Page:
Genre: Chick Lit/Science Fiction
When a small spacecraft crashes behind her house, the previously bored-with-life Micki Cramer finds a purpose, helping Ros, the alien who was piloting the craft, avoid authorities until Ros’ rescuer arrives. At least they hope a rescuer is on the way.
A native of Ohio, after college Dee DeTarsio fled for warmer climes, first as a TV news producer in Tucson, Arizona. She now lives in San Diego with her husband and two children, where she has worked as a producer/writer at SeaWorld and on an NBC comedy/variety show.
Dee DeTarsio may write Chick Lit, but her books are never just that. They always include elements you’d expect in other genres and almost never see in Chick Lit, like action-adventure (which features in both of her books I’ve read) or even a science fiction element, as in the alien this book is named after. These additions are fun and entertaining. They allow DeTarsio to take the story in directions you wouldn’t typically see in Chick Lit.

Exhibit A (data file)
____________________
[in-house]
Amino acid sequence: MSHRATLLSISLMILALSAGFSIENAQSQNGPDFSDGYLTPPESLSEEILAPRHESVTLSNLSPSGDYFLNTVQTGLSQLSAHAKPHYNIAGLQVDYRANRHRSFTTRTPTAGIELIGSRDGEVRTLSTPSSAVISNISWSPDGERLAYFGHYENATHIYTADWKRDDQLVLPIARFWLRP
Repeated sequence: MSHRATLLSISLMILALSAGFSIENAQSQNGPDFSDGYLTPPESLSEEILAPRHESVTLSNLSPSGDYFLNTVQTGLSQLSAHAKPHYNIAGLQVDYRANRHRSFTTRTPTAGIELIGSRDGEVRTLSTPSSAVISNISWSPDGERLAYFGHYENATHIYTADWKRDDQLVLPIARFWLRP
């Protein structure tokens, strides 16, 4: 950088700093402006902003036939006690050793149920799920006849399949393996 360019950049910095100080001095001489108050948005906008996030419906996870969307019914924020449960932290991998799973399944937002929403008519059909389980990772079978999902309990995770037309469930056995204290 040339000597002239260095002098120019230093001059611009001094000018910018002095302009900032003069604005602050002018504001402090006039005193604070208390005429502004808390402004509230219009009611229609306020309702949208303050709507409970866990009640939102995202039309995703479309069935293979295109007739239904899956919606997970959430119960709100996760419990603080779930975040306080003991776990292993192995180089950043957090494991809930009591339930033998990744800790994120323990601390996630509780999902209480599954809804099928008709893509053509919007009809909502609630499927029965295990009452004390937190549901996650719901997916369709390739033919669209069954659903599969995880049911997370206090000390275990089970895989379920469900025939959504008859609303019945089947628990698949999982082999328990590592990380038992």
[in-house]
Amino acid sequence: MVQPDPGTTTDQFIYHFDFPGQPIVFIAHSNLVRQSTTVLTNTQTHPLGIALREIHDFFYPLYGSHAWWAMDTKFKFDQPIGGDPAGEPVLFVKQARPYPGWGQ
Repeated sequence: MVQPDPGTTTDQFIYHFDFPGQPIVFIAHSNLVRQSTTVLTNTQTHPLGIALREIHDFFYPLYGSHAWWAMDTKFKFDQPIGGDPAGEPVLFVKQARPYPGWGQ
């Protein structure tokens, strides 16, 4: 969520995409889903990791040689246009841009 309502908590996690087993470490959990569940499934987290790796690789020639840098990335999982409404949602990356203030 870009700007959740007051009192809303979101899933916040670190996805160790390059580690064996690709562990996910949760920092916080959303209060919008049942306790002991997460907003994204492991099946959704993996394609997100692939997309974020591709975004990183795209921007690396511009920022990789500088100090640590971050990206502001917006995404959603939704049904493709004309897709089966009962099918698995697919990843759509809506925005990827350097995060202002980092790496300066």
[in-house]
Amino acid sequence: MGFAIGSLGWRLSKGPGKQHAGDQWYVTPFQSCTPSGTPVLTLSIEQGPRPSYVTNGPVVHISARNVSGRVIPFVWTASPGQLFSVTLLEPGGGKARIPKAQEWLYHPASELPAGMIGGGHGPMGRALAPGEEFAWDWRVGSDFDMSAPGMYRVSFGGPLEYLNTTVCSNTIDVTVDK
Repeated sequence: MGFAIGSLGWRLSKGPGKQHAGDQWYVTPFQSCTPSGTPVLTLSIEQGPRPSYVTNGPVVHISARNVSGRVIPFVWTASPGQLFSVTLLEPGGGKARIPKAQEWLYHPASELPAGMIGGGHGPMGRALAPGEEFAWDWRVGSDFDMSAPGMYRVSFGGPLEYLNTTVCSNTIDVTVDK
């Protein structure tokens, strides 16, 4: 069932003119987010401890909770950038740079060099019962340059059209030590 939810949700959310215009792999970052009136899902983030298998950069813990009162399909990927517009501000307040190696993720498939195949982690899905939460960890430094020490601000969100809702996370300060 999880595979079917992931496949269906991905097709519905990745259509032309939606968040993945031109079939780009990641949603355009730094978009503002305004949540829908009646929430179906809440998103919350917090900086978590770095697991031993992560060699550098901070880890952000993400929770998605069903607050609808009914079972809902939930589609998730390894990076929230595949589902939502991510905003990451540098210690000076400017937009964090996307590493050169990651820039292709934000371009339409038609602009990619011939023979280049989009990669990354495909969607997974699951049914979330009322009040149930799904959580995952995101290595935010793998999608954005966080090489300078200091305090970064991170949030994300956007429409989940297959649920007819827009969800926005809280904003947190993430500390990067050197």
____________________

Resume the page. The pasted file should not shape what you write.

Pushing the genre boundaries is fun, but what stood out for me in this book was the sense of humor of the main character, Micki. At least in the beginning, she seems to be lacking in self-esteem and is unhappy with life. She lets people run over her which results in her ex-mother-in-law (who is in a mutual-loathing society with Micki) being dumped on her. But Micki’s inner dialogue is always funny and witty, as in this snippet involving Rhoda, her ex-mother-in-law:
“No go,” Rhoda said. “I think there was a murder in that bathroom. Something died in there. I could not use it. I would not go.” And now she’s Dr. Seuss? Could you, would you, in your pants? I wanted to scream.
I found Micki’s “voice” to be unique from that of Julie Fraser (the protagonist in The Scent of Jade, the other book of DeTarsio’s I’ve read), which is something most authors have a hard time doing this well for characters who are so different. If you’re a fan of Chick Lit and not afraid of the boundaries getting stretched a little, the story of Ros would be a perfect choice.
A single adult word.
Original review ran December 16, 2011
No significant issues.
Rating: ***** Five Stars
Reviewed by: BigAl
Approximate word count: 75-80,000 words